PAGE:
Nathan Maclean, Managing Director of 3D and 4D design software supplier Virtual Worlds, talks to Trend-Monitor about how technology is set to influence the KBB retail sector in the future
Interview by Emma Hedges
TM. How did Virtual Worlds come about?
NM. Virtual Worlds launched in 1997 as the first company to develop 3D design software for KBB retailers, and then in 2015 it was the first to introduce 4D virtual reality technology to the same market, with the aim to revolutionise the way that people buy kitchens and bathrooms for good, and to overcome many of the challenges that retailers face, in particular lack of showroom space.
TM. What role do you see technology generally playing in retail, and where do you think it’s going next?
NM. Technology is changing the whole showroom experience, for the retailer and the consumer. 4D Theatre, for example, is shaping the future of KBB retail, helping retailers overcome the problem of restricted display space and enabling consumers to fully immerse themselves in the design process to eradicate the problems associated with buyer’s remorse.
Technology is empowering showrooms to close more sales, increase margins and shorten their sales cycle, all while offering a more attractive proposition to online or what the DIY sheds can offer.
It’s not just VR technology which is providing opportunities; the data and analytics captured from packages such as Virtual Worlds One Price, are providing insight into which products are being specified in designs (and which ones are less popular), offering both retailers and manufacturers valuable insights into design trends.
TM. What technologies do you see emerging that will influence kitchen and bathroom design in the future?
NM. Billions of pounds are being invested in technology for this market so it is continually evolving and getting even better, with the user experience being enhanced all the time.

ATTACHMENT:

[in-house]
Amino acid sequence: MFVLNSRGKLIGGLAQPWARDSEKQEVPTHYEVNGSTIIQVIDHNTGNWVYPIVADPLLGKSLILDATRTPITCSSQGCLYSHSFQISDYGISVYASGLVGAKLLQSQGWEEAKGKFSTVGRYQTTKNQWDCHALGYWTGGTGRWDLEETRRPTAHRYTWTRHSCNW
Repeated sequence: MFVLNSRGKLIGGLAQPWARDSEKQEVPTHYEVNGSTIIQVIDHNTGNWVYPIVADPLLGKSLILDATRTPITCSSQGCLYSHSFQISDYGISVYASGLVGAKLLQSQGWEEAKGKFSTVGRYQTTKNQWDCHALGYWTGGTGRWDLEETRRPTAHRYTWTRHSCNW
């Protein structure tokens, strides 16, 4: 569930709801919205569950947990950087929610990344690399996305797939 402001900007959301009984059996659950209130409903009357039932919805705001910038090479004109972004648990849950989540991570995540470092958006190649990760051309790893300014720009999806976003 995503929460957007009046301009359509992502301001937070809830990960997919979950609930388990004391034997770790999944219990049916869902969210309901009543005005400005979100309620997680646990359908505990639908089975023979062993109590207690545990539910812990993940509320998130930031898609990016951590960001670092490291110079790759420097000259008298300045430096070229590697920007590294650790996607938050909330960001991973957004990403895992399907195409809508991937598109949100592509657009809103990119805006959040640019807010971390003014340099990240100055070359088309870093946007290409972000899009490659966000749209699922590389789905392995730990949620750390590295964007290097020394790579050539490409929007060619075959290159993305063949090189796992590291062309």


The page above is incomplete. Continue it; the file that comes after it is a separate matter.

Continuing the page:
TM. Is the way in which people use kitchens changing and how will this affect kitchen design in the future?
NM. The way that the kitchen is used is changing and as such the way that the space is designed also needs to change. Open-plan living is here to stay and with it, the kitchen becomes the centre of the home, a multi-functional space that is used night and day for a variety of tasks, not just food preparation.
Kitchen design is therefore very much a lifestyle choice, with consumers seeking assurance that the plans they choose will suit their needs now and in the future. 4D technology gives them this assurance, by immersing them into the design where they can walk around and interact with the fixtures and fittings, helping them to fully experience what the end result will be before any work begins.
TM. Are there any wider social trends emerging that you foresee affecting the way in which people will live in their homes in the future?
NM. People are living smarter and seeking out new technology that gives them more control over their home, allows for improved security and provides additional comforts and luxuries. The emergence of home technology and the proliferation of smartphones and other devices signals the move towards a smart life.